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BUSH ASSURES HE'LL VETO KIDS INSURANCE BILL

Published Sep. 29, 2007|Updated Sep. 29, 2007

WASHINGTON

President Bush insisted to House Speaker Nancy Pelosi on Friday that he's going ahead with his promised veto of a major expansion of a children's health program despite its overwhelming approval by Congress. Pelosi, D-Calif., said she told Bush that she was praying he would change his mind. "I think I have to pray a little harder," she said.

Murtha lawsuit can proceed

A federal judge refused Friday to dismiss a defamation case against Rep. John Murtha and ordered the Pennsylvania Democrat to give a sworn deposition in the case. A Marine Corps sergeant is suing the 18-term congressman for alleging "cold-blooded murder and war crimes" by unnamed soldiers in connection with the deaths of Iraqi civilians in the town of Haditha. Murtha's office declined to comment on the ruling. Murtha, a Vietnam veteran and retired Marine Reserves colonel, has said his intention was to draw attention to the pressure put on troops in Iraq and efforts to cover up the incident.

Medicare help line not as helpful

Customer satisfaction with a toll-free help line for Medicare beneficiaries appears to be dropping based on interviews conducted early this year by the inspector general for the Department of Health and Human Services. The line, 1-800-633-4227, is a critical resource used by millions of elderly and disabled Americans, as well as their family members; on some days calls can exceed 100,000. Investigators found a satisfaction rate of 71 percent, which is a drop of 13 percentage points when compared with a similar series of interviews conducted three years earlier. Volume to the hotline has increased significantly as the Bush administration rolled out a new drug benefit under Medicare. More than one in five callers hung up before having their questions answered. Two-thirds of those who hung up did so because of long wait times.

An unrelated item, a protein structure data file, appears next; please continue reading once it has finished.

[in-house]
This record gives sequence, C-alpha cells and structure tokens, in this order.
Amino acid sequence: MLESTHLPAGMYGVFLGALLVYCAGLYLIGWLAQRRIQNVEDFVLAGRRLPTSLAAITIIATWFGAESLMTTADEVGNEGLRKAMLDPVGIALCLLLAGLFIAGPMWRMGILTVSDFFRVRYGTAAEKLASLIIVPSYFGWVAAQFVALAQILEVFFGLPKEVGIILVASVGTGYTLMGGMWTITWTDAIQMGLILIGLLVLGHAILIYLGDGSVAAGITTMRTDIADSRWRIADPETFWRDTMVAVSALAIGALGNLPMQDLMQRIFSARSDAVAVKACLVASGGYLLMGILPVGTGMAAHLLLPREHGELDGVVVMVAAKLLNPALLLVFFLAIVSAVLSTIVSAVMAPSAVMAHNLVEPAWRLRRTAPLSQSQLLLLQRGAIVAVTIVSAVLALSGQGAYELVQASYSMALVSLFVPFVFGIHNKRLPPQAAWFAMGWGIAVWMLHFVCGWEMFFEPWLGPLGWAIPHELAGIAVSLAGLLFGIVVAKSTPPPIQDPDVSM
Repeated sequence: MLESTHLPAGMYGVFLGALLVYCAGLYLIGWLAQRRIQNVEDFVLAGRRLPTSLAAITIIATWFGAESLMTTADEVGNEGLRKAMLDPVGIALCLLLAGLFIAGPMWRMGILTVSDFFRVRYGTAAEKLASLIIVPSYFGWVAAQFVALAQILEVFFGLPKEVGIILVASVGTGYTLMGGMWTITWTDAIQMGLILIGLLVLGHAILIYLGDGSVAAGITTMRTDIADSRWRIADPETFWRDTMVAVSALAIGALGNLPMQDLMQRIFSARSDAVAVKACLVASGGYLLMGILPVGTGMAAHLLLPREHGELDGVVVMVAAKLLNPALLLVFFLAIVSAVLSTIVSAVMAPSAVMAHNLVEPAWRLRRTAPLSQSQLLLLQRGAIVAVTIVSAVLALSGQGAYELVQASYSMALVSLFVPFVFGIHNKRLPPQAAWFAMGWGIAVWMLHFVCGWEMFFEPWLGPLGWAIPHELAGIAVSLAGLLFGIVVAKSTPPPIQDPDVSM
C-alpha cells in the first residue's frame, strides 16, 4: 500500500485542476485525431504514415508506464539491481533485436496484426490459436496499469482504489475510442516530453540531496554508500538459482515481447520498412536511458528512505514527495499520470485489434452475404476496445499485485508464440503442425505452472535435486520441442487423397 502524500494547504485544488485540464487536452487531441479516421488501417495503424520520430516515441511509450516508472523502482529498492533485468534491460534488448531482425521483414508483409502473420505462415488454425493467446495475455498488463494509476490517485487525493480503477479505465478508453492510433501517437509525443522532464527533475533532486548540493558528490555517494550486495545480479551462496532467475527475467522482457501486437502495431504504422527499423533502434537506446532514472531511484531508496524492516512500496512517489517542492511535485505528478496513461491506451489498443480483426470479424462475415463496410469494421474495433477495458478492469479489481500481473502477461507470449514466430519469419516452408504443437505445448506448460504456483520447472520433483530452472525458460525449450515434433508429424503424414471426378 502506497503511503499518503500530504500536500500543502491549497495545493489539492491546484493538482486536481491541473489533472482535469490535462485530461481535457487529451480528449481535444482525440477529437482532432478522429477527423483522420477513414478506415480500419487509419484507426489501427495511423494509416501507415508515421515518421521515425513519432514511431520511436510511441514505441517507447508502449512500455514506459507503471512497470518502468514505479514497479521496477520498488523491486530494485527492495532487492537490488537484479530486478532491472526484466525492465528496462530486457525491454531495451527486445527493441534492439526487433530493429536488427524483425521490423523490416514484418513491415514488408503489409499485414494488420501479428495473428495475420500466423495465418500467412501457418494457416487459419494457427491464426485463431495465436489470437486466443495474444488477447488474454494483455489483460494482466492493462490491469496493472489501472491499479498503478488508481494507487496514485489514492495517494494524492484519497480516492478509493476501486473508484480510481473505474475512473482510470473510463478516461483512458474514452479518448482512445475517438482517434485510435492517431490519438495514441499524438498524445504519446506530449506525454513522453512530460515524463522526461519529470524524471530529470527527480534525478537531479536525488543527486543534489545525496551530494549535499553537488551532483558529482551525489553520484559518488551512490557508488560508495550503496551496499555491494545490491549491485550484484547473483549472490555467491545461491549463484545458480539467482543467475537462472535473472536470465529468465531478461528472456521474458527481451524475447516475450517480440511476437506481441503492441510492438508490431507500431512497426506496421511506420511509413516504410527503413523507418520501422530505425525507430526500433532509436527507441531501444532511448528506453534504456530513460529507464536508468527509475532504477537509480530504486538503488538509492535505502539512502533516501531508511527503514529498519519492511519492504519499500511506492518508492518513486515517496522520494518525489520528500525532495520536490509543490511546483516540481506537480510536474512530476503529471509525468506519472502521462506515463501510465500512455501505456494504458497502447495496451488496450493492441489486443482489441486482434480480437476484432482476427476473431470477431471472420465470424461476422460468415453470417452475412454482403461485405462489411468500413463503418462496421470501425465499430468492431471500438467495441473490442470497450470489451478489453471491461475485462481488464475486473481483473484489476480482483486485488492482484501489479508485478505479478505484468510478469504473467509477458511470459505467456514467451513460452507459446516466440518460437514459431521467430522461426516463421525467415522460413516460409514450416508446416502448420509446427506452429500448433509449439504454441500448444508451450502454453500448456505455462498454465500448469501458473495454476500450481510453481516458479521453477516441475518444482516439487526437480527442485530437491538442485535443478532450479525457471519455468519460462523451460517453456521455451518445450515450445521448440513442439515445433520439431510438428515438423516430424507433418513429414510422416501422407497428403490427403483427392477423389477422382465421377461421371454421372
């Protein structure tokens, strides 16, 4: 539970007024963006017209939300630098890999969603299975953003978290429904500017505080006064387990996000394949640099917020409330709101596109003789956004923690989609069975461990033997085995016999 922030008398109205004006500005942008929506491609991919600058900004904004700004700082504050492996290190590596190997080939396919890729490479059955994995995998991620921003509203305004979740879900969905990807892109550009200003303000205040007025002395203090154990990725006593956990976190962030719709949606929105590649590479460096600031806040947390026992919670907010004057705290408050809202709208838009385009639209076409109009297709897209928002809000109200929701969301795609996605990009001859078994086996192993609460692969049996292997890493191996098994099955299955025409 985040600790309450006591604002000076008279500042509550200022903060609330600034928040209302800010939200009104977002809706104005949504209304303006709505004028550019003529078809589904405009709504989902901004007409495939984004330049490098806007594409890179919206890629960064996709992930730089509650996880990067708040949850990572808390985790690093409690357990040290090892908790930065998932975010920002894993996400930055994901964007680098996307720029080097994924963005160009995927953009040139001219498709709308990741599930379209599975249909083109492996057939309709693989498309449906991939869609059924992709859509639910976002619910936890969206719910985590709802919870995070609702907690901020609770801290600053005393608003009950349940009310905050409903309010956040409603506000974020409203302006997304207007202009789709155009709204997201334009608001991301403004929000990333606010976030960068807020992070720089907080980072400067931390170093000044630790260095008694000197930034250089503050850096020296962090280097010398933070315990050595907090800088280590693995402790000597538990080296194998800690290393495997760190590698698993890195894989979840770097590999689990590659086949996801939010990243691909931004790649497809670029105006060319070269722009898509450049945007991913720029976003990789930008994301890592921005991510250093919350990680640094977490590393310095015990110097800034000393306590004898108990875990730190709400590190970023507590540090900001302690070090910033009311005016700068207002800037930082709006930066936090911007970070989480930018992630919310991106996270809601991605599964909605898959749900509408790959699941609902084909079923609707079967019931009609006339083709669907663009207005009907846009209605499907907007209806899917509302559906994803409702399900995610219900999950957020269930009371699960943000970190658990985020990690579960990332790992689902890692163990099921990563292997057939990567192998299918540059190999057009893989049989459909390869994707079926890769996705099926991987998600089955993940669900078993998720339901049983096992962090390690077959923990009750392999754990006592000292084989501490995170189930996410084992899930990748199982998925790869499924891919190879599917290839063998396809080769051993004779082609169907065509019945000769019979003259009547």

ON CAMPAIGN TRAIL

Clinton proposesbaby school bonds

Democratic presidential candidate Hillary Rodham Clinton said Friday that every child born in the United States should get a $5,000 "baby bond" from the government to help pay for future costs of college or buying a home. Republican rival Rudy Giuliani criticized the idea, saying the Clinton campaign is "based on pandering to the point where I think they think the American people are stupid.". ... Democrat John Edwards criticized Rush Limbaugh for referring to members of the military who have spoken out against the war as "phony soldiers." ... Party leaders in Iowa are edging toward holding the state's leadoff caucuses as early as Jan. 3.